Tell the Story
How Nordstrom Became Nordstrom
Eyes may be the windows to the soul, but shoes are the gateway to the psyche.
—Linda O’Keefe, Shoes
John W. Nordstrom, like the founders of most of America’s retail dynasties, was an immigrant. The middle child of five, Nordstrom was born February 15, 1871, in the town of Lulea, in the northernmost part of Sweden, 60 miles below the Arctic Circle. His father, a blacksmith, wagon maker, and part-time farmer, passed away when John (born Johan) was eight years old. By the time he was 11, his mother had taken him out of school so he could work on the family farm.
His life in Sweden, by his own admission, was an unhappy one. As he got older, “My mother seemed to think I was a man, and often remarked that at my age my brother [10 years his senior] could do nearly anything and why couldn’t I,” he wrote. “I often cried when I had trouble doing things she expected me to do and couldn’t, and felt very helpless.”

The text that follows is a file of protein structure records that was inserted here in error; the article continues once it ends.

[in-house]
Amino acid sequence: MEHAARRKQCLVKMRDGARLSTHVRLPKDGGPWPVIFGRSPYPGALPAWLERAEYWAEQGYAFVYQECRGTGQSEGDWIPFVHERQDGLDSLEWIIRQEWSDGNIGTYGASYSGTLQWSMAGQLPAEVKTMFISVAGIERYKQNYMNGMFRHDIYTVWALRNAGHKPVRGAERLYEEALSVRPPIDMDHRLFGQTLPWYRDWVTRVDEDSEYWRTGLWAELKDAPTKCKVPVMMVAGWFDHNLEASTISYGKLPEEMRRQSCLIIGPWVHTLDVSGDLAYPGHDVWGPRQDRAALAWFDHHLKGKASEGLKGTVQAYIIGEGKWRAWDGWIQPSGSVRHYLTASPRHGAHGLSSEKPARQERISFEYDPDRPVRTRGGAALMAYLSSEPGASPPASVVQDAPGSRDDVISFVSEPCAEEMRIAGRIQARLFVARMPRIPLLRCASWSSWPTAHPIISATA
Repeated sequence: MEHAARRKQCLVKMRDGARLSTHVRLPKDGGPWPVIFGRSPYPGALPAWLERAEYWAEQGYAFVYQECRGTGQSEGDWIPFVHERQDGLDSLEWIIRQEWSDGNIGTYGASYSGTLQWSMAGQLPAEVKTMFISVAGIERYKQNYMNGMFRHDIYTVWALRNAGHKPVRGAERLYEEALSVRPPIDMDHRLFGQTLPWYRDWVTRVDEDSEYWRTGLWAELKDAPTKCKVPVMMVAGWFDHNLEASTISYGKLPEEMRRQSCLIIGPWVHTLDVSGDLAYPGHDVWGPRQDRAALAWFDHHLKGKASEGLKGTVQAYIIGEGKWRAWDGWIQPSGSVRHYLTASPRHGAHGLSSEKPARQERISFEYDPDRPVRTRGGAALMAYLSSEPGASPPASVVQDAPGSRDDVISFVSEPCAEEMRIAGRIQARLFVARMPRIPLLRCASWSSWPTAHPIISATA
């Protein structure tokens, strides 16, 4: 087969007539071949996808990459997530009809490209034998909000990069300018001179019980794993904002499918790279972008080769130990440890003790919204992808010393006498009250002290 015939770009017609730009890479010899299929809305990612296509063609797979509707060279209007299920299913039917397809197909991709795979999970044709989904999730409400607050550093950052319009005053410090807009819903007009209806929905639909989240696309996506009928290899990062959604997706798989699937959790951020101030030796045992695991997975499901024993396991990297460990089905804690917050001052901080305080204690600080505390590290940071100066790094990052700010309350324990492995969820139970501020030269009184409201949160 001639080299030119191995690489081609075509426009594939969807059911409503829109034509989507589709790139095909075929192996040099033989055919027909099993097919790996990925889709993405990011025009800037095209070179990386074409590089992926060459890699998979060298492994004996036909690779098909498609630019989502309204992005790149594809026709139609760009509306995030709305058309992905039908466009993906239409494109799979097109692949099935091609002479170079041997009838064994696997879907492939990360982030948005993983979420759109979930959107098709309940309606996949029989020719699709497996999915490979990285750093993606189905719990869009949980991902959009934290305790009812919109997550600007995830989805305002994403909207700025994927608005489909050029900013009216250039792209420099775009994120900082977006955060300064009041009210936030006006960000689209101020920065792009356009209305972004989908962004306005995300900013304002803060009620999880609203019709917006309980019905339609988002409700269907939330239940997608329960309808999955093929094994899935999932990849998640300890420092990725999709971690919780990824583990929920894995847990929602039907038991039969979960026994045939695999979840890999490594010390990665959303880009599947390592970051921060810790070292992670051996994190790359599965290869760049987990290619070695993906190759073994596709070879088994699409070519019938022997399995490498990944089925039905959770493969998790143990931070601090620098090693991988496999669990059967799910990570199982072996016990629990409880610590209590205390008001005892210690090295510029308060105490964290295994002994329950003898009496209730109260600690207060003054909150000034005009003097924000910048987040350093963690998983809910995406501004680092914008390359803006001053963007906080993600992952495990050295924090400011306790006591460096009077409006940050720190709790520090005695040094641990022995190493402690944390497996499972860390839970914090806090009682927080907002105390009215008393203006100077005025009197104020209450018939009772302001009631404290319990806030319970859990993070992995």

The winter he turned 16 (1887), John decided to leave home and cast his lot in America. With 450 crowns (about $112) of his modest inheritance, given to him by his guardian, he bought a suit of clothes. “The first clothes I ever on my back that were not homespun and handwoven.”
His eventual destination was the Pacific Northwest of America, where thousands of Swedes thrived as fishermen, loggers, blacksmiths, shipwrights, and millwrights in a climate and landscape similar to their homeland. Others helped finish the transcontinental ...